A top US Treasury Department official says ISIS has made more than $500 million in the illegal oil trade. He also identified the group’s “primary customer.”
In an interview with the BBC, Adam Szubin, Acting Undersecretary for Terrorism and Financial Intelligence, said the government of Syria’s President Bashar al-Assad is the group’s top customer in the oil trade. This despite the fact that the regime is in throes of an intense, ongoing battle against the terrorist group. If Szubin is right, then indeed oil talks more than ideology in this case.
Syrian President Bashar al-Assad
“The two are trying to slaughter each other and they are still engaged in millions and millions of dollars of trade,” Szubin said about Syria and ISIS, in comments reported by Reuters.
He added that while some of the oil produced in ISIS-held territory has made its way to Kurdish-held areas and Turkey, the “far greater amount” ended up in regions controlled by Assad.
“Our sense is that ISIL is taking its profits basically at the wellhead,” Szubin said, in remarks prepared for delivery at the Chatham House international affairs think tank in London, “and so while you do have ISIL oil ending up in a variety of different places that’s not really the pressure we want when it comes to stemming the flow of funding – it really comes down to taking down their infrastructure.”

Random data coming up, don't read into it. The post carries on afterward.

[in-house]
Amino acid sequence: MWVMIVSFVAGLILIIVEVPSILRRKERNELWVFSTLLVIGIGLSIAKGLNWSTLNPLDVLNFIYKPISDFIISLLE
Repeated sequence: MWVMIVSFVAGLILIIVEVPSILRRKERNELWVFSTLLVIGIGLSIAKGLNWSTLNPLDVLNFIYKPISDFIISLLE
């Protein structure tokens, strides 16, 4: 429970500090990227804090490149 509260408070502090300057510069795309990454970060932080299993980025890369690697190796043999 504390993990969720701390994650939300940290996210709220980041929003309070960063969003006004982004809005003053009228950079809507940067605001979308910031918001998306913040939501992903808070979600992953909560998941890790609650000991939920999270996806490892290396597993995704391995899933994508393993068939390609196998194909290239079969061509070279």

Szubin also said ISIS had also stolen up to $1 billion from banks in the territory it holds.
For over a year, a US-led coalition has been striking ISIS targets in Syria and Iraq, including oil facilities. Pentagon officials announced Thursday that the group’s finance chief was recently killed in one of these bombing campaigns.
Szubin said ISIS is estimated to be making as much as $40 million per month from the oil trade, including from customers in Turkey. He added that cutting off the group’s revenue was an essential component of the coalition’s strategy to defeat ISIS.
Adam Szubin, Acting Undersecretary for Terrorism and Financial Intelligence
Earlier this Fall, the US-led coalition launched Operation Tidal Wave 2, aimed at more intense airstrikes on ISIS-controlled oil infrastructure.
According to UK defence consultancy IHS, the group’s revenue is now about $80 million a month, mainly derived from the oil trade. Other revenue sources include drug and antique smuggling, taxation, robbery, electricity sales and kidnapping.